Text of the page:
Distributed IT is (definitely) broken

I have been working in IT for about 17 years now, 14 of which at IBM. Since the first day I was immediately exposed to the concept of a centralized IT where everything is fully controlled, fully secured, fully automated and easy to manage within the data center boundaries; on the other hand whatever sits outside of the server room should be dumb and wouldn’t require any (major) maintenance tax onto the IT organization. For those that have been around for a while this exactly describes how a mainframe operates (more or less).

“Unfortunately” (you can speculate on the apexes if you want) I have built my career at IBM on something that sits exactly on the other side of the spectrum compared to the mainframe: that is the x86-based server business (was PC Servers, was Netfinity, was xSeries, is now System x / BladeCenter). That’s why I have enjoyed, in the last few years, looking at the mainframes as the holy grail (or the polar star) where I’d like to push my “little” x86 servers.

So why is the distributed IT broken? Simply because I think businesses have sold their soul to the evil as they compromised things like control, security, automation and low costs of operations for the nirvana of flexibility and low acquisition costs that came with x86 servers (and PCs). And being this model a client-server model it has affected both the x86-based server portion of the data center as well as the (even more distributed) client environment. Client-Server here doesn’t strictly pertain to the architecture of the applications but it rather pertains to the devices one will end up managing no matter what the application architecture is: the application of choice might be Web-based but at the end of the day most likely the IT organization will be running the web server on an x86 Windows or Linux box and the end-user browser will be accessed on a fully featured PC/Laptop running a Windows client OS. It’s going to be a Client/Server world anyway no matter the application architecture.

In this brief post I just want to show a couple of proof points of this broken IT model. The first one is a screenshot of a “server” I found during a local customer visit. Ready? Fasten your seat-belt please:

Now, this is not a guess, this is for sure (I did ask) a Microsoft Software Update Services (SUS) “Server”. While the first sticker (on the green bazel) says “Test…” the other one features a “NON SPEGNERE” that  means “DO NOT POWER OFF” so those of you that are thinking this was a sort of quick and dirty trial on the desk… should be thinking twice about it. A couple of additional things you might want to notice are that this “server” was physically located on an office desk so it means that the x86-based portion of that data center basically left the actual physical data center rooms and has had ramifications outside of it (very scaring). The second thing to notice is that by no means this is a small SMB shop (I have seen production MAIL servers at those accounts that were even worse than this); no this is a big enterprise customer with many thousands of (actual) servers. Definitely if such big organizations are doing things like these, what’s going on in “our” server rooms (and outside of them!) is pretty scaring to say the least.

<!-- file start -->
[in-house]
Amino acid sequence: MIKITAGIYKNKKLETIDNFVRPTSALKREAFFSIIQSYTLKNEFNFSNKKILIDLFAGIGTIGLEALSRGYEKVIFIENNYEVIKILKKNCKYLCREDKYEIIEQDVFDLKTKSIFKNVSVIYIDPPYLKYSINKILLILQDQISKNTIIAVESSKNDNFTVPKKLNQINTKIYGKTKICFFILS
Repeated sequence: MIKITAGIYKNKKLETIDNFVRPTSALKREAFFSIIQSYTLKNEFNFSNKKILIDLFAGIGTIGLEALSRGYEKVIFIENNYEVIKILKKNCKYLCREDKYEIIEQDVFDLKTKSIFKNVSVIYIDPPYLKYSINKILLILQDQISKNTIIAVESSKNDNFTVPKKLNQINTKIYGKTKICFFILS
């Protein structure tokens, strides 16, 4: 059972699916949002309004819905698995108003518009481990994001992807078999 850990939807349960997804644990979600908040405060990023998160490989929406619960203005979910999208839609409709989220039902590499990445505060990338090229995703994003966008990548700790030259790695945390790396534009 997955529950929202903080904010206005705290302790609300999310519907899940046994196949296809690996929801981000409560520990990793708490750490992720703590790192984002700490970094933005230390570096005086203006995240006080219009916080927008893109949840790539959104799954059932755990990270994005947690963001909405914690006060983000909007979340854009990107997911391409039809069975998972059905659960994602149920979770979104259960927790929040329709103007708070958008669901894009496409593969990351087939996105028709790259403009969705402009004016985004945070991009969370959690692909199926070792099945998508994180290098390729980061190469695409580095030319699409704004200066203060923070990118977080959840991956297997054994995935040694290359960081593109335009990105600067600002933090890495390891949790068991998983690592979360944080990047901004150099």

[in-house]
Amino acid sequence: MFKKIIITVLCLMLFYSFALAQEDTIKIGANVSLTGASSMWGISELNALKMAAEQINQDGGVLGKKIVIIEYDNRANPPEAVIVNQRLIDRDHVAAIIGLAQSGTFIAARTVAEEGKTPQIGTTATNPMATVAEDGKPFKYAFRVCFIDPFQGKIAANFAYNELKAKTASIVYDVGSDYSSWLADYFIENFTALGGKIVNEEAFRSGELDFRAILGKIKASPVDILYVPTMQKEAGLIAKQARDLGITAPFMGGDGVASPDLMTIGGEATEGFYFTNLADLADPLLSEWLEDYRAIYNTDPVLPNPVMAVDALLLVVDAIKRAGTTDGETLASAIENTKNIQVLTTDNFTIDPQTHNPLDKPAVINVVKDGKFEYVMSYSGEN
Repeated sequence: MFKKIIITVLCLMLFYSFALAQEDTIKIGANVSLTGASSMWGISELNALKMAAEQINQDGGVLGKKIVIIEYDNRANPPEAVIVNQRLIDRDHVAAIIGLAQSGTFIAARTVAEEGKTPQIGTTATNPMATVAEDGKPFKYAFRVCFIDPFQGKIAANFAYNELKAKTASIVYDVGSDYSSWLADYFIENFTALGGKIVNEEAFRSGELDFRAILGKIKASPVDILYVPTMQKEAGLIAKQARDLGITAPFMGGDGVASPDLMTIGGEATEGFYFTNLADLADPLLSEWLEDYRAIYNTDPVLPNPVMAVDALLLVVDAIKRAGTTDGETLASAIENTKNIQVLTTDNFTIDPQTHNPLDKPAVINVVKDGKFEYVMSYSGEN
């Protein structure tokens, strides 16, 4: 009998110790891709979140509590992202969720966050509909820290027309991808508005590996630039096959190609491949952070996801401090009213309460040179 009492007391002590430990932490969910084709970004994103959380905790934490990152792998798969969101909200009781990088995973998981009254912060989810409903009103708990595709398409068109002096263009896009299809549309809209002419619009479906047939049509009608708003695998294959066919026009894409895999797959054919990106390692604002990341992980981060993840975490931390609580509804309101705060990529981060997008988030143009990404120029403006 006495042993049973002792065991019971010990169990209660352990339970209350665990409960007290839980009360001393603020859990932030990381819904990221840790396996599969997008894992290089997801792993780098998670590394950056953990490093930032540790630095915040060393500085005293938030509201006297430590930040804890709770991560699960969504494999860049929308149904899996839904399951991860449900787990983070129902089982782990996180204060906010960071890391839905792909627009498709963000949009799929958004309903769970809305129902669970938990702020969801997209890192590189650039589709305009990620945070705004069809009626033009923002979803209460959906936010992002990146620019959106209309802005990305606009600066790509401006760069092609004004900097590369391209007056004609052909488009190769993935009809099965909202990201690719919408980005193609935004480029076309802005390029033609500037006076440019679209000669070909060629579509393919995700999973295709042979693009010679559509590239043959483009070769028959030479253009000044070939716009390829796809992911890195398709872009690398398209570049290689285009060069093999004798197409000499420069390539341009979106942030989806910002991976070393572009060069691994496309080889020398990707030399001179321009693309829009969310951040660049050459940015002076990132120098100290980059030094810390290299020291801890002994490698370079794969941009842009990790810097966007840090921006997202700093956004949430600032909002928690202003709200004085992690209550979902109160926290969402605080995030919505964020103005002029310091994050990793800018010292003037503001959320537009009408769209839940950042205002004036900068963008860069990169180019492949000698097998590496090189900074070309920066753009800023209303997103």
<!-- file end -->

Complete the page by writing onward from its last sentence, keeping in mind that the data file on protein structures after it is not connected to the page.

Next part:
So much for the server side of the things. How about the clients (desktops/laptops)? Do you remember those zero-maintenance 3270/5250 terminals we all used to access our AS/400 and mainframe programs? Well I took this other picture a few days ago and while it’s not as scaring as the other above it tells a lot about where we have got with desktop/laptop management:

It literally says:

————————————————————————————————————————–

Distribution point for 1GB additional memory (RAM) to install Lotus Notes 8.0.1

The laptop needs to be Powered Off! Not Hibernated!!!

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The scaring thing about this is that the organization going through this massive process has roughly 9.000 employees. If you compare this (little example) to the way a central processing unit with dumb terminals used to work you start getting the feeling about how much broken things are in the x86 (client-server) space.

Now I am 100% sure we won’t go back to those days (nor I am suggesting that we try to do that) also because no one would want to give up with the GUI experience for a green character interface (how the h%&l can I watch YouTube on a 3270 terminal?) but yet clearly something needs to be done. The good news is that there are technologies that will allow IT organizations to do this and get to the point where they do not need to trade-off control, security and other important data center aspects to get the flexibility and experience end-users demand (and expect) in the 21st century.

Imagine… a world where your SUS “Server” will just be a service running in your server room (or someone else’s server room out in the cloud) that doesn’t require a “dedicated server” in your data center (and not even a dedicated desktop in the office – can you believe it?) and where your e-mail client update won’t pre-req anyone to go to the office (and waste half a day) to get an additional 1GB of memory….

You may say I am a dreamer, but I am not the only one (where did I hear this?).

Massimo.

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